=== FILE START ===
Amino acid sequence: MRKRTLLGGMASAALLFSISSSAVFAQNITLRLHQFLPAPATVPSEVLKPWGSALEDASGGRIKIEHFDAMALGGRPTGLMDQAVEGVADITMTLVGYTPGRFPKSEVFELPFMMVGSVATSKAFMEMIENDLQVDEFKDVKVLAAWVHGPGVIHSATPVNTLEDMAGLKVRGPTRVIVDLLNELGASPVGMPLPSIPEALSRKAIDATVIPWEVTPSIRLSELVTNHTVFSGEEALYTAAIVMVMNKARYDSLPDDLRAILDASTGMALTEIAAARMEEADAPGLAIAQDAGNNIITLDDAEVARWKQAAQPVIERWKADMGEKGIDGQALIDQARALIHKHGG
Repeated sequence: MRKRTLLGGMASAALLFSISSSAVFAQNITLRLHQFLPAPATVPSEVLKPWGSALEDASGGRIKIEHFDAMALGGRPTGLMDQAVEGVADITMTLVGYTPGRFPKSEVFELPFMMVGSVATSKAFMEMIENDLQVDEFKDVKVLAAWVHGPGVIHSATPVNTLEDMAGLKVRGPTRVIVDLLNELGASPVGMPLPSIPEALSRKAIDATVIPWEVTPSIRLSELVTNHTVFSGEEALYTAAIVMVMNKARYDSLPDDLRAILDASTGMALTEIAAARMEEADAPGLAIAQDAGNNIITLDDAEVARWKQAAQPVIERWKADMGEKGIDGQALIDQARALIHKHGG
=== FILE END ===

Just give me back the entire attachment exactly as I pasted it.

Amino acid sequence: MRKRTLLGGMASAALLFSISSSAVFAQNITLRLHQFLPAPATVPSEVLKPWGSALEDASGGRIKIEHFDAMALGGRPTGLMDQAVEGVADITMTLVGYTPGRFPKSEVFELPFMMVGSVATSKAFMEMIENDLQVDEFKDVKVLAAWVHGPGVIHSATPVNTLEDMAGLKVRGPTRVIVDLLNELGASPVGMPLPSIPEALSRKAIDATVIPWEVTPSIRLSELVTNHTVFSGEEALYTAAIVMVMNKARYDSLPDDLRAILDASTGMALTEIAAARMEEADAPGLAIAQDAGNNIITLDDAEVARWKQAAQPVIERWKADMGEKGIDGQALIDQARALIHKHGG
Repeated sequence: MRKRTLLGGMASAALLFSISSSAVFAQNITLRLHQFLPAPATVPSEVLKPWGSALEDASGGRIKIEHFDAMALGGRPTGLMDQAVEGVADITMTLVGYTPGRFPKSEVFELPFMMVGSVATSKAFMEMIENDLQVDEFKDVKVLAAWVHGPGVIHSATPVNTLEDMAGLKVRGPTRVIVDLLNELGASPVGMPLPSIPEALSRKAIDATVIPWEVTPSIRLSELVTNHTVFSGEEALYTAAIVMVMNKARYDSLPDDLRAILDASTGMALTEIAAARMEEADAPGLAIAQDAGNNIITLDDAEVARWKQAAQPVIERWKADMGEKGIDGQALIDQARALIHKHGG